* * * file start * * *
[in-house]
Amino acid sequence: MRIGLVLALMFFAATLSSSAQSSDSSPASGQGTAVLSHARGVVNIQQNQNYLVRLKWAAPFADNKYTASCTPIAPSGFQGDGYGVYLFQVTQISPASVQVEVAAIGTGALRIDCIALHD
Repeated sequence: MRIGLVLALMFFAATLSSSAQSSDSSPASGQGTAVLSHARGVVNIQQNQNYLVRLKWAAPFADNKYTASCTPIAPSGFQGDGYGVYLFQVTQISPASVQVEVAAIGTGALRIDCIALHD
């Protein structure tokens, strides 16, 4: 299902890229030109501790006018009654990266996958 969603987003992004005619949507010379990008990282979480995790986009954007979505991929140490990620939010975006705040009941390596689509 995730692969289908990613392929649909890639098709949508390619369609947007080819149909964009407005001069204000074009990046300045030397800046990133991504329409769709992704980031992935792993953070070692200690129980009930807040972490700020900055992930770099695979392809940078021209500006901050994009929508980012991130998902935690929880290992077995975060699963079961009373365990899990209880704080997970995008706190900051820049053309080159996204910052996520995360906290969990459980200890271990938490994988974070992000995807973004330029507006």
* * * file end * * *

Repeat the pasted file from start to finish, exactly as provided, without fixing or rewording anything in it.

[in-house]
Amino acid sequence: MRIGLVLALMFFAATLSSSAQSSDSSPASGQGTAVLSHARGVVNIQQNQNYLVRLKWAAPFADNKYTASCTPIAPSGFQGDGYGVYLFQVTQISPASVQVEVAAIGTGALRIDCIALHD
Repeated sequence: MRIGLVLALMFFAATLSSSAQSSDSSPASGQGTAVLSHARGVVNIQQNQNYLVRLKWAAPFADNKYTASCTPIAPSGFQGDGYGVYLFQVTQISPASVQVEVAAIGTGALRIDCIALHD
């Protein structure tokens, strides 16, 4: 299902890229030109501790006018009654990266996958 969603987003992004005619949507010379990008990282979480995790986009954007979505991929140490990620939010975006705040009941390596689509 995730692969289908990613392929649909890639098709949508390619369609947007080819149909964009407005001069204000074009990046300045030397800046990133991504329409769709992704980031992935792993953070070692200690129980009930807040972490700020900055992930770099695979392809940078021209500006901050994009929508980012991130998902935690929880290992077995975060699963079961009373365990899990209880704080997970995008706190900051820049053309080159996204910052996520995360906290969990459980200890271990938490994988974070992000995807973004330029507006």